BREEAM stands for the Building Research Establishment Environmental Assessment Method. And thankfully, we don’t have to say that every time. It was introduced in the UK in 1990 and sets best practice standards for the environmental performance of buildings through design, specification, construction, and operation.
BREEAM assessments are carried out by trained assessors using the following nine criteria.
· Land use and ecology
· Health and wellbeing
· And Management
Each category focusses on the most influential factors, including reduced carbon emissions, low impact design, adaption to climate change, ecological value and biodiversity protection.
Independent licenced assessors carry out an assessment of a scheme and each of the criteria is scored and then multiplied by a weighting.
Two assessment stages are carried out (a design stage assessment which results in an interim certificate, and a post-construction assessment resulting in a final certificate being issued and a rating awarded).
Each element is scored and then multiplied by a weighting. There are minimum thresholds that must be achieved. The overall score is then translated into one of the following BREEAM ratings
· Unclassified. This is a score under 30%
· Pass. This is a score between 30 and 44%
· Good. This is a score between 45 and 54%
· Very Good. This is a score between 55 and 69%
· Excellent. This is a score between 70 and 84%
· And Outstanding. Which is a score over 85%
The BREEAM rating benchmark levels enable a client or other stakeholder to compare an individual building’s performance with other BREEAM rated buildings and the typical sustainability performance of new non-domestic buildings in the UK.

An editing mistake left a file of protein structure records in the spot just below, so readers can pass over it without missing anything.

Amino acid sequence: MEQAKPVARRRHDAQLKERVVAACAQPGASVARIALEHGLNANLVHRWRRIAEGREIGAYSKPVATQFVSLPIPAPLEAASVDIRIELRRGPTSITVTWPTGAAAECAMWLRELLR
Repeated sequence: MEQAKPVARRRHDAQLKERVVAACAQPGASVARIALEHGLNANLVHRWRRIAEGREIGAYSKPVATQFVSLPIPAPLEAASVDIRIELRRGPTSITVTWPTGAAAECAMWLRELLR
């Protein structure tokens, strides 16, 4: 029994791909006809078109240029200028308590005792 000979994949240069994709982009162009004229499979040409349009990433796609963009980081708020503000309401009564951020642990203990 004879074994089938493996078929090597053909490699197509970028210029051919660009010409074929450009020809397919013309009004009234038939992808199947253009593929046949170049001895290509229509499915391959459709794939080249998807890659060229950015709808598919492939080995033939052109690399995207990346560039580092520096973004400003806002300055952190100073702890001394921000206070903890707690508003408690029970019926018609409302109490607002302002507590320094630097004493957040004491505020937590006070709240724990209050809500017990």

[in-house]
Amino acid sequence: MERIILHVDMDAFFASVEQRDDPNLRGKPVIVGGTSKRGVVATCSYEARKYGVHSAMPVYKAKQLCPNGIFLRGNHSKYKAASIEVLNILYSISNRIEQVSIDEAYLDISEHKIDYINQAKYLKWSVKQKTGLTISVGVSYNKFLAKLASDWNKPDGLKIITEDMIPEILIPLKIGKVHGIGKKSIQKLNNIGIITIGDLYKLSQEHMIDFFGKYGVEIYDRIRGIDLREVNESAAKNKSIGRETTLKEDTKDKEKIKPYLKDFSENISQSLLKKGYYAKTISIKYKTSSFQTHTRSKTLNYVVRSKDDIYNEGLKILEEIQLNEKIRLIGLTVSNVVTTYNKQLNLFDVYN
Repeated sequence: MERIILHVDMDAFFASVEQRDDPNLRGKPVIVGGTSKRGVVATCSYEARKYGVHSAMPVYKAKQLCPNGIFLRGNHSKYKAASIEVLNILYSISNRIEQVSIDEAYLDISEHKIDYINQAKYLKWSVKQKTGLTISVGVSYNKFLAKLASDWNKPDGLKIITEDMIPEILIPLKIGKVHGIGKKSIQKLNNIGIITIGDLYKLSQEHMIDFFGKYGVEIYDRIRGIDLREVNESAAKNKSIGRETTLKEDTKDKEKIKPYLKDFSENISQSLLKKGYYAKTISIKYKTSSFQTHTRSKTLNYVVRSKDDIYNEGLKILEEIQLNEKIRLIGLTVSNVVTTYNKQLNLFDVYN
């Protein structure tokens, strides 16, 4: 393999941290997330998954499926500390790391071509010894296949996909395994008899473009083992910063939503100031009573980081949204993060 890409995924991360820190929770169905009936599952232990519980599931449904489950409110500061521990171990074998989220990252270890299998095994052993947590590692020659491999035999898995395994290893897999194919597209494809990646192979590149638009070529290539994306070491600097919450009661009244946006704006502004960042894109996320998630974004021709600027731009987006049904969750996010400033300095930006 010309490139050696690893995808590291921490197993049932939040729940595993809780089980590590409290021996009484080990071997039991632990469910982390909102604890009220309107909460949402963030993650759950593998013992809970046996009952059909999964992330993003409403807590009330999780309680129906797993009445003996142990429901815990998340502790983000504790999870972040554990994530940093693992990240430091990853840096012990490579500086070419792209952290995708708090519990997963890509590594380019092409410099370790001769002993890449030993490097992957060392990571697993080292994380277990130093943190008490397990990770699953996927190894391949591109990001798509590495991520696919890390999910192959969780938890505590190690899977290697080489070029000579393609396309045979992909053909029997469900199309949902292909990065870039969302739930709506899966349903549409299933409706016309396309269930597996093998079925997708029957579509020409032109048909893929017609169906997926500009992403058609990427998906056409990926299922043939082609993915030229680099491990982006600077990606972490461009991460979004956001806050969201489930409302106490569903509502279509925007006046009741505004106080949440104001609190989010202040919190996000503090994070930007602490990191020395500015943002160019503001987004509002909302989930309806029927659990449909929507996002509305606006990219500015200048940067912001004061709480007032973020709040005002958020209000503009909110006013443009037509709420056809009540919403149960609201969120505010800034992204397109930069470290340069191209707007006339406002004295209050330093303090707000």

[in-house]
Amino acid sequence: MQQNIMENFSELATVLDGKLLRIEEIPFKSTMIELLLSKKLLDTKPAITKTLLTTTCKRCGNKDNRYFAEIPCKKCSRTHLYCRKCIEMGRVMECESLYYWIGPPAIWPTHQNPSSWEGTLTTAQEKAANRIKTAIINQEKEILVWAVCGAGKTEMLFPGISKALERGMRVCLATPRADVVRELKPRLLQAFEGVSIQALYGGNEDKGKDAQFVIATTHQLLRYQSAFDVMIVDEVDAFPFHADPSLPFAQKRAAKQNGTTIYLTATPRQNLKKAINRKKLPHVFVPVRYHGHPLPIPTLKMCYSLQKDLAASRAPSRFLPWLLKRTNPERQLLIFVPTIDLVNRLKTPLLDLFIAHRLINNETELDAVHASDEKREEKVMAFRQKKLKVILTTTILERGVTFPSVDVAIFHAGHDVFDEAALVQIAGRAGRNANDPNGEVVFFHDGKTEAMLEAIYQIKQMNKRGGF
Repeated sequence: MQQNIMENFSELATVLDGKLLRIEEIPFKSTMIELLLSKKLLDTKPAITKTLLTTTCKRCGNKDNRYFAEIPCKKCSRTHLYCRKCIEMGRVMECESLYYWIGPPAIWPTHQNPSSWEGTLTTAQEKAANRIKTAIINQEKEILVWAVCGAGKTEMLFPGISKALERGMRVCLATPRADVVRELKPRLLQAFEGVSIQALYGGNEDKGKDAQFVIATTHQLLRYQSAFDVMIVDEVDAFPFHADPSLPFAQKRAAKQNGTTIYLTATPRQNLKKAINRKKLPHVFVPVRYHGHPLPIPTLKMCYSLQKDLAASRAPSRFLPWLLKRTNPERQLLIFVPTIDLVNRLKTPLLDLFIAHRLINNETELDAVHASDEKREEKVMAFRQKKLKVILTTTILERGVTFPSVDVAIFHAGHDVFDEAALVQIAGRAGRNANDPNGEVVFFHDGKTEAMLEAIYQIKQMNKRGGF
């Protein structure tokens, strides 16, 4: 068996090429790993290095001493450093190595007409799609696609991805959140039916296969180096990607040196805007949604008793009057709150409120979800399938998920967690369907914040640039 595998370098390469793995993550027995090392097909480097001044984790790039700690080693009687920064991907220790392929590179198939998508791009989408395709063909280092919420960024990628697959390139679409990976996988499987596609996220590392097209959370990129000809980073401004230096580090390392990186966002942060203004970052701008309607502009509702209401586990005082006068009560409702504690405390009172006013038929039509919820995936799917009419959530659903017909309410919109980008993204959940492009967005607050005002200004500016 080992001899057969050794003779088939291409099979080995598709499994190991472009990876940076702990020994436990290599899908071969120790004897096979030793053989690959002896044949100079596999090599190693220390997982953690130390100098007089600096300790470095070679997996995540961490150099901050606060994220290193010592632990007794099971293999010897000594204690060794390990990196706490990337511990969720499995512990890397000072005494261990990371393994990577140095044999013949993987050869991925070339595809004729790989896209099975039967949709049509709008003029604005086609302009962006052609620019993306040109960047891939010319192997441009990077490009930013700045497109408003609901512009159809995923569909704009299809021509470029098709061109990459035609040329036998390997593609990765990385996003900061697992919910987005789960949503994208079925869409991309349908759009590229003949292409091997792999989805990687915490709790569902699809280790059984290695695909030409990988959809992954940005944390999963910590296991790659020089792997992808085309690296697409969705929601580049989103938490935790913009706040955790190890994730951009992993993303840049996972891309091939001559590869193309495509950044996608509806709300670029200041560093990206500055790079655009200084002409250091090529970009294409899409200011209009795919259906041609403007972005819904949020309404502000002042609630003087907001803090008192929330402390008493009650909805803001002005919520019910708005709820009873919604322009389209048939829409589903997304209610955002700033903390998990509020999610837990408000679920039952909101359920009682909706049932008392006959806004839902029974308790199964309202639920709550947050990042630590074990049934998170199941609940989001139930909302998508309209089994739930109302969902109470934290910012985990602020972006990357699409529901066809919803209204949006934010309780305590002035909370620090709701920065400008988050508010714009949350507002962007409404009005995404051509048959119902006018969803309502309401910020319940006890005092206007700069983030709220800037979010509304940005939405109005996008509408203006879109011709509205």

Each BREEAM rating level broadly represents performance equivalent to;
· Outstanding: Classed as Innovator. This relates to less than top 1% of UK new non-domestic buildings
· Excellent: Classed as Best Practice. These are the top 10% of UK new non-domestic buildings
· Very Good: Classed as Advanced good practice. This includes the top 25% of UK new non-domestic buildings
· Good: Classed as Intermediate good practice. This encompasses the top 50% of UK new non-domestic buildings
· And finally Pass: Classed as standard good practice. This relates to the top 75% of UK new non-domestic buildings
One of the major disadvantages of BREEAM is the potential for higher capital costs for the building to reach the required standard. BREEAM assessments have also been accused of being overly complicated to administer. As a result, it is not unusual for developers to engage BREEAM advisors to advise the design team and to monitor BREEAM compliance.
Conversely, buildings constructed to achieve a high BREEAM rating provide many benefits for individuals living and working within them such as increased comfort and in turn, productivity. There us also evidence that suggests that these buildings are more attractive to investors. Purchasers and tenants meaning you could rent or sell these spaces for more.